Mole National Park
17.09.2008 - 21.09.2008
After the relaxing break at The Hideout we were once again ready for some rough backpacking, in order to get to the Mole National Park in the northern part of Ghana. We left the hideout in the afternoon and arrived in Mole NP next day after about 31 hours of traveling, covering five tro-tro rides and 10 hours waiting time in the dusty capital of northern Ghana, Tamale. Now, tro-tros can at best be described as unpleasant, but when your legs are too long to physically fit in a seat, your torso is too tall for your head to find any place to rest, and you're placed directly under the radio loudspeaker, which apparently only have two settings; 'off' and 'kill' (and it certainly wasn't going to be off!), it makes the 24-hour bus rides to France's ski resorts that you've always used to hate, seem like pleasant memories that you only dream about in those brief moments of sleep, before you wake up, realizing that you're leaning your head against some sweaty Ghanian's face.
When we finally arrived at Mole National park entry gate, we experienced the Africans' love for bureaucracy and paperslips. Sune received six admission tickets, Regitse received four, and her camera recieved another four admission tickets before they were permitted entry.
We stayed in the park for three days and went on morning safari in the wood land. Don't confuse safari in East Africa with the one in West. Here, no fancy jeep would take us on safari but a guide with a rifle would take us on a walking tour among baboons, elephants and lots of warthogs for the ridiculous price of 5,00 dkr/hour.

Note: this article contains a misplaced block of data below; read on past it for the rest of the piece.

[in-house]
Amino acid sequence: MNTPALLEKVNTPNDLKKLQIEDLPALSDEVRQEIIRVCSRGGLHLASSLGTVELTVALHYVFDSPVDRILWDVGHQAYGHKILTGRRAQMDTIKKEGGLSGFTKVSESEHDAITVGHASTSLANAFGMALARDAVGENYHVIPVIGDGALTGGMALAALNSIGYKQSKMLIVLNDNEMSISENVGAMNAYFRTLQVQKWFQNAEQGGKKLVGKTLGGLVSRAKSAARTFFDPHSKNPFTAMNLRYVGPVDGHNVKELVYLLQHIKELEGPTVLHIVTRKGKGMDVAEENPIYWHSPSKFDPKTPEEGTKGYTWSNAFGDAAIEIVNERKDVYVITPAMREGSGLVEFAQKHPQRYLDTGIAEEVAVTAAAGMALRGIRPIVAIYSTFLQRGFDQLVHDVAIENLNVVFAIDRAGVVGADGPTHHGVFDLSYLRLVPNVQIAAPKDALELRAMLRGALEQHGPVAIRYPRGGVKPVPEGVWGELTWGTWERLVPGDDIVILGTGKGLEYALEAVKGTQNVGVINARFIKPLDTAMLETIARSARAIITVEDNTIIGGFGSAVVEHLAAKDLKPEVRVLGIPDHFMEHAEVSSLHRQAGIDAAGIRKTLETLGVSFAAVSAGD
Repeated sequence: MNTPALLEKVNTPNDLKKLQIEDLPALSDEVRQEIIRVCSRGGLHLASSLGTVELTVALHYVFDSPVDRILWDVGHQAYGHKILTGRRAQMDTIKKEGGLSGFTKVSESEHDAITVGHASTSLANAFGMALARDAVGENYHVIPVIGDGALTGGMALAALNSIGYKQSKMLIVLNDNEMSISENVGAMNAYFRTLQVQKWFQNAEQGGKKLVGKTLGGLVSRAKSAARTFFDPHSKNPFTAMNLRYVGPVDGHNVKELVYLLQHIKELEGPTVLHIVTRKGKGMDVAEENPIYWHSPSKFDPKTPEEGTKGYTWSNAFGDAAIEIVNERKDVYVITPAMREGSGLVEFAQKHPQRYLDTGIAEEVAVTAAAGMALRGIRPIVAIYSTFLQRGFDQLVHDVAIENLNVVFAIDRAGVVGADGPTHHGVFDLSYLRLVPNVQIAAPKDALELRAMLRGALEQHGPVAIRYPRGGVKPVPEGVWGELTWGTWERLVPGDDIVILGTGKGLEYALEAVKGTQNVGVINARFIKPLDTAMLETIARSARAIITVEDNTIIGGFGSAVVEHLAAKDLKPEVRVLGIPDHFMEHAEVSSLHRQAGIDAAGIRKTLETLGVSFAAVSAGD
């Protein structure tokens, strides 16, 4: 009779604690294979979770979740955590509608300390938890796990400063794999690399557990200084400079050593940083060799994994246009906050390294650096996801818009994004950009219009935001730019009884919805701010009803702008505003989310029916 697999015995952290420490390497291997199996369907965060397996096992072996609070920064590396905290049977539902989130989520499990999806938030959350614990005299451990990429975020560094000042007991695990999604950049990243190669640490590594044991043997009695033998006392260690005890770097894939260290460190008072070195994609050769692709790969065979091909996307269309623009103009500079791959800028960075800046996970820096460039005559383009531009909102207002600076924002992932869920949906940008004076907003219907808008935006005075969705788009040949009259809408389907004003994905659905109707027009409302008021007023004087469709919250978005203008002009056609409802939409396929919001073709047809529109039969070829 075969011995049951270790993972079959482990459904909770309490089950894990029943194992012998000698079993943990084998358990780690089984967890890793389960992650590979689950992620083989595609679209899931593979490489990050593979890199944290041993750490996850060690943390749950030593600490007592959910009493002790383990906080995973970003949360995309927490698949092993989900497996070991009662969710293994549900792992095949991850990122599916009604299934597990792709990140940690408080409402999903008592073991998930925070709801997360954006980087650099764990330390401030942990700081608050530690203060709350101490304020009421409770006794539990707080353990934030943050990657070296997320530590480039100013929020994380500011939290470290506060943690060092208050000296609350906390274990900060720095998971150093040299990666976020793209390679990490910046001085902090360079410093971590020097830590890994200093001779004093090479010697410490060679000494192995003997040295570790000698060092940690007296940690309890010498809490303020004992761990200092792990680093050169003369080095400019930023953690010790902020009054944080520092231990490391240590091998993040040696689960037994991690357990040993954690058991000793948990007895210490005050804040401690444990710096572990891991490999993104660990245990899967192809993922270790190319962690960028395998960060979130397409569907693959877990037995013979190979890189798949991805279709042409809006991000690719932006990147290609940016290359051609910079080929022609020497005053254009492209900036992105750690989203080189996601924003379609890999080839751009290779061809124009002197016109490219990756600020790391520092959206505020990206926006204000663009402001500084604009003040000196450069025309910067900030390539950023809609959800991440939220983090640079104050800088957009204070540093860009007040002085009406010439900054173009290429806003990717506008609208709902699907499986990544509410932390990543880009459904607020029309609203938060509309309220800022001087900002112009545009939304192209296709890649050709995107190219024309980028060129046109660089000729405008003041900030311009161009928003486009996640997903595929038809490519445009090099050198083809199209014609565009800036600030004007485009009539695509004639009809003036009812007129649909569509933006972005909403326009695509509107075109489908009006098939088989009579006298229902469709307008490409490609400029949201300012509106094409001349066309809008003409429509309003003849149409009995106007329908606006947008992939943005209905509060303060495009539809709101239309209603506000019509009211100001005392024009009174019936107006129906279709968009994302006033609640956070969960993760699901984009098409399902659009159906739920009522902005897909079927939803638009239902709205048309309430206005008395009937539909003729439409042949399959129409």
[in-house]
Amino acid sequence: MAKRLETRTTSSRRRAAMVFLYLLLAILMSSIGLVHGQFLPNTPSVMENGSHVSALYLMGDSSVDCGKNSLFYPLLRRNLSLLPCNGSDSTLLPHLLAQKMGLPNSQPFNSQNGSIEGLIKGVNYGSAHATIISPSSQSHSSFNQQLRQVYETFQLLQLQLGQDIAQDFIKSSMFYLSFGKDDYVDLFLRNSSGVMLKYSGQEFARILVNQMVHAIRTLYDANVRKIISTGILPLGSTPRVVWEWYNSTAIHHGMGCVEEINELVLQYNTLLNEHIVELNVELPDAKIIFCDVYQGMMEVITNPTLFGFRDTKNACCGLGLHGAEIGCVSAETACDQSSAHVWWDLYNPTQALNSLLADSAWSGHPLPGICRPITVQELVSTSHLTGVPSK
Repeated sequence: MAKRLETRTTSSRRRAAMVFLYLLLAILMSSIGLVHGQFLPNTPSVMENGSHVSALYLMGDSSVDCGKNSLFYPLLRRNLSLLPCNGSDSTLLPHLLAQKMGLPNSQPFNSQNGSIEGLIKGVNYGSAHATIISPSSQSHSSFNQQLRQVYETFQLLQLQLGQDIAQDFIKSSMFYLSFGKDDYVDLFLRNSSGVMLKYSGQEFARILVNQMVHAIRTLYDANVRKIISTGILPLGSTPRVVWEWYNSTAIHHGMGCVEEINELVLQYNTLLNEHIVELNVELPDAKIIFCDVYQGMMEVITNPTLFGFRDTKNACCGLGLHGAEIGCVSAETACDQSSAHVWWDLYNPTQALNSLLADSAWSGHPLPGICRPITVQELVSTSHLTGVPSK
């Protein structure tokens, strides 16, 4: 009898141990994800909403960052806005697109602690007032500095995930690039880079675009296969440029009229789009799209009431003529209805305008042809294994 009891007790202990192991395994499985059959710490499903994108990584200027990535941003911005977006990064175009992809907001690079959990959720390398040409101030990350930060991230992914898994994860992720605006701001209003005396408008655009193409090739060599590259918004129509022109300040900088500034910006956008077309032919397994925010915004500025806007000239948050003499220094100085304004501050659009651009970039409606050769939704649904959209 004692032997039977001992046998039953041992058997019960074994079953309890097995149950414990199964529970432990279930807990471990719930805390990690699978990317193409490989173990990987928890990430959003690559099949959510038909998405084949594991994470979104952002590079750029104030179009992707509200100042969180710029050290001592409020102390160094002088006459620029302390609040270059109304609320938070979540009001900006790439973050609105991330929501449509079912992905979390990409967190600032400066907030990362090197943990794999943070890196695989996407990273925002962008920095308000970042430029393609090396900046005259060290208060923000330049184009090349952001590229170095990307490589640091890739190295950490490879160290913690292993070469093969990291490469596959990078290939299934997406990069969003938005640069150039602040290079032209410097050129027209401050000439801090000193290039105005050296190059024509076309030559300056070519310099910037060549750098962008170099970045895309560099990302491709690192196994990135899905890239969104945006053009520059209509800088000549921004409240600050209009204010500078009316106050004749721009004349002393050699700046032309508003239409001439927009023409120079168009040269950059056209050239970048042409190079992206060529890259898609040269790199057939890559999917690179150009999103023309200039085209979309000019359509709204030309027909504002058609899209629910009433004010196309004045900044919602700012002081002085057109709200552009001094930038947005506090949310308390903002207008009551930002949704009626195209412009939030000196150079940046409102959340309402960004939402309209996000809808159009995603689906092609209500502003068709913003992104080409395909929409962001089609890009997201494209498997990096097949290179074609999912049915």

When we weren't on safari, we could relax in the swimming pool at the hotel, which is situated on the top of a plateau, and look out over a lake, where elephants and buffalos came to cool down during the day. Furthermore, warthogs and monkeys roamed around freely at the hotel, and at one time, when Sune was taking pictures of the valley from the hotel with one hand, and held a bag containing his water, wallet, phone and a bit of bread (in case he got hungry) in the other, a monkey suddenly jumped out from behind a wall right in front of Sune. This gave him a minor shock (most shocks are now minor, compared to our experience in Kakum), which made him drop the bag, which the monkey immediately took. This shocked him even more, since he quickly reasoned that it would probably make for a less interesting safari to look through the park for a wallet and a cellphone. However, the monkey was kind enough to hurl out the wallet, phone, and water, before it took off with the bag and the bread.